• CTE logo Relevant and rigorous, CTE courses are aligned with industry standards to prepare you for high-wage, high-skill and high-demand occupations.

    Career & Technical Education is delivered in a sequence of classes known as a Program of Study. To earn a CTE teaching license or endorsement in Oregon, our faculty must have industry experience and be approved by an Instructor Appraisal Committee, convened by the school district and comprised of business, industry and education professionals. There are many interesting electives to explore and enjoy at LHS, but Career Technical Education Programs of Study are specially designed to help you develop technical skills and knowledge in a specific area of expertise. Think of your CTE Program of Study as your high school "major."

    CTE Honors Requirements
    In order to complete a CTE program and receive CTE Honors, a student must complete at least two courses in one program of study and take a Technical Skill Assessment at the end of the sequence of classes. In Culinary Arts, for example, students would take the Technical Skills Assessment after passing Intro to Culinary Arts, World Cuisine and Commercial Foods & Bakery. CTE Completers earn a special cord to wear at graduation. 

    College Credit
    Some LHS CTE courses qualify for Dual Credit, allowing the student to earn both college credit and high school credit. Dual Credit courses are aligned with specific courses at an Oregon community college or, in the case of some LHS business classes, with Portland State University. Entering college with credits may allow students to graduate in less time or to take advanced coursework sooner in their college career.

    CTE Classes Fulfill Oregon Graduation Requirement

    In Oregon, students must earn three credits in their choice of CTE courses, World Languages and/or Visual & Performing Arts. Enrolling in CTE courses is one way to meet this diploma requirement for focused electives.

    Here is a list of current state-approved Programs of Study offered at Lincoln.

    Business & Management
    Faculty: Ron Waugh & Henry Hooper

    Twitter @Business_LHS and Instagram @business_lhs

    Mr. Waugh  Hooper

    Introduction to Business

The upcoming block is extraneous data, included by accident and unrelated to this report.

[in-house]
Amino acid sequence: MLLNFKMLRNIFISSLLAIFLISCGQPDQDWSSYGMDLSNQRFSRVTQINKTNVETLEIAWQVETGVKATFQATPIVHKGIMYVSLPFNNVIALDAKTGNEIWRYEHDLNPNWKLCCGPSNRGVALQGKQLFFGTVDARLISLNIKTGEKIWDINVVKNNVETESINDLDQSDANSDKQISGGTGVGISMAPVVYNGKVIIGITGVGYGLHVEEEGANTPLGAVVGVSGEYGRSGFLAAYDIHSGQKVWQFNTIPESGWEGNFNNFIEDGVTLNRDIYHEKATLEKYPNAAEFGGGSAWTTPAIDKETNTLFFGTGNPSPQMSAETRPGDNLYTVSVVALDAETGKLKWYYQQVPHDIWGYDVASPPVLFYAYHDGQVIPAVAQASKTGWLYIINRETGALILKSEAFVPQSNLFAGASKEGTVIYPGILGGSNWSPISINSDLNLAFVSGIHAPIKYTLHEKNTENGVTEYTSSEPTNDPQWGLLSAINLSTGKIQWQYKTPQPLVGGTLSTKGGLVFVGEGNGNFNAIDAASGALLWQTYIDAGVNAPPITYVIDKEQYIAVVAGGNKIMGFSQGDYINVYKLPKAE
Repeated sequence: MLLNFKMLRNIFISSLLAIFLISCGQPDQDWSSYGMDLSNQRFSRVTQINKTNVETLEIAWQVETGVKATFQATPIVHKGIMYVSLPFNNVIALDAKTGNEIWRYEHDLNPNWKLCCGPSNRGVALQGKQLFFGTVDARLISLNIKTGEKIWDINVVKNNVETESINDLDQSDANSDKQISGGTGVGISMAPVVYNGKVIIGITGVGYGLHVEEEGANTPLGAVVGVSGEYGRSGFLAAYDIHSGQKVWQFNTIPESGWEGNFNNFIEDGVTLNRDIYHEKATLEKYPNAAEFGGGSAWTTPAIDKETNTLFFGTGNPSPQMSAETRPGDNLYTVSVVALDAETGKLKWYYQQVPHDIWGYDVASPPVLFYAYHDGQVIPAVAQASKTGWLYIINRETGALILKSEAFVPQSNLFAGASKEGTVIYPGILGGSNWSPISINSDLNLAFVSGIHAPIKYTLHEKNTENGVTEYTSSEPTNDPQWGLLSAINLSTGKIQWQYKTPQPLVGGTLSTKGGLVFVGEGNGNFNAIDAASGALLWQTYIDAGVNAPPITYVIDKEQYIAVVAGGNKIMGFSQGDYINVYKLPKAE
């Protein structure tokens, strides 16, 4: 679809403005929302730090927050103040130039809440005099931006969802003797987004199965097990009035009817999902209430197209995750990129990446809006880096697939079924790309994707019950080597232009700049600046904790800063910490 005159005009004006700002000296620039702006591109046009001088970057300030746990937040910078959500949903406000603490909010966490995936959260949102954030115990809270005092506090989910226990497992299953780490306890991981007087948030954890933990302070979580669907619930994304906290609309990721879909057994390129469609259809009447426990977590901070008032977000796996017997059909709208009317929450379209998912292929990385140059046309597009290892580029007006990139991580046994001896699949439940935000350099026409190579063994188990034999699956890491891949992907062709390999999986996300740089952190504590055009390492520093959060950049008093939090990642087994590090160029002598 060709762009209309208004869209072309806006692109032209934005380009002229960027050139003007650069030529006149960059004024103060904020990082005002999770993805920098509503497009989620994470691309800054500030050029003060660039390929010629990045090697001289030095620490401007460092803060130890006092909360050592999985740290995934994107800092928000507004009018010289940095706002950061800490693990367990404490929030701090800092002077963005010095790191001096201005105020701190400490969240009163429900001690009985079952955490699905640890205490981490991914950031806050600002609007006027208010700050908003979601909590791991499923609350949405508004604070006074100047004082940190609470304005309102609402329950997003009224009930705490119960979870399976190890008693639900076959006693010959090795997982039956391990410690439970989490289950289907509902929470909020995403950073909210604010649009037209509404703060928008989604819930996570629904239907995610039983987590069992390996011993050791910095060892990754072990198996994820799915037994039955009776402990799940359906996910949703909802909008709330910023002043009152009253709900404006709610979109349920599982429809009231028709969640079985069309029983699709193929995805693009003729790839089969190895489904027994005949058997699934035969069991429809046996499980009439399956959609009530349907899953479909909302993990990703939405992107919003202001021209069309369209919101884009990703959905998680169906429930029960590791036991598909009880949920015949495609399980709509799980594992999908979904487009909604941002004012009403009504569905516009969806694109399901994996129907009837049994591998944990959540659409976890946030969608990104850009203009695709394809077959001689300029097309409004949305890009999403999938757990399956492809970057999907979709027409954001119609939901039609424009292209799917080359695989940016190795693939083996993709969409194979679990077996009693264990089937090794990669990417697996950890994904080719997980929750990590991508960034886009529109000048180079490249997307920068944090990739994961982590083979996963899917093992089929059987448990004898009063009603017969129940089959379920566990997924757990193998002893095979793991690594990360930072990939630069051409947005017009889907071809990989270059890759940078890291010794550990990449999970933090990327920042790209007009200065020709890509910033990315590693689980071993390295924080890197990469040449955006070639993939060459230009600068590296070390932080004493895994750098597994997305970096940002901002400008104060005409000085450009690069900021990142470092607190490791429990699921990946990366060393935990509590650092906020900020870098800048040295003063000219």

Survey of various phases of business organization, finance, personnel, production, marketing, managerial controls and government relations.

    IB Business Management
    IB Business Management builds upon skills learned in Intro to Business and will focus on businesses operating in the local, national, and global marketplace. The course emphasizes the integration of the various functional areas of business as the firm evolves from its entrepreneurial origins to a mature corporation. Included in the course curriculum is group work on the creation of a business plan. Key course topics include: Business and Economics; Business Ethics and Social Responsibility; International Business; Legal Entities; Small Business, Entrepreneurship, and Franchising; Business Management; Organization, Teamwork, and Communication; Service and Manufacturing Operations; Human Resources; Marketing; and Accounting & Finance. A mastery of these concepts through project-based learning, real-time learning with seasoned business professionals and leadership development activities gives students a firm foundation for continuing business study at the university level and/or entering the workplace.

    Introduction to integrated marketing strategies: identification and satisfaction of customer's wants and needs with products (goods and/or services), price, place and promotional strategies; customer relationship management, integration of marketing into strategic business plans.

    Principals of Accounting
    Uses of accounting data for planning, controlling and decision-making: Sources of business funds, cost systems and analysis, forecasting and budgeting; analysis, uses and limitations of financial statements and reports.

    Introduction to Personal Finance
    This course is specifically designed for high school students to help them understand the importance of the financial world, including planning and managing money wisely. Areas of study taught through application include sources of income, budgeting, banking, consumer credit, credit laws and rights, personal bankruptcy, insurance, spending, taxes, investment strategies, savings accounts, mutual funds and the stock market, buying a vehicle, and living independently. Through project-based learning activities and tasks, students will apply mathematical concepts in realistic scenarios and will actively engage by applying the mathematics necessary to make informed decisions related to personal finance. Financial Literacy places great emphasis on problem solving, reasoning, representing, connecting and communicating financial data.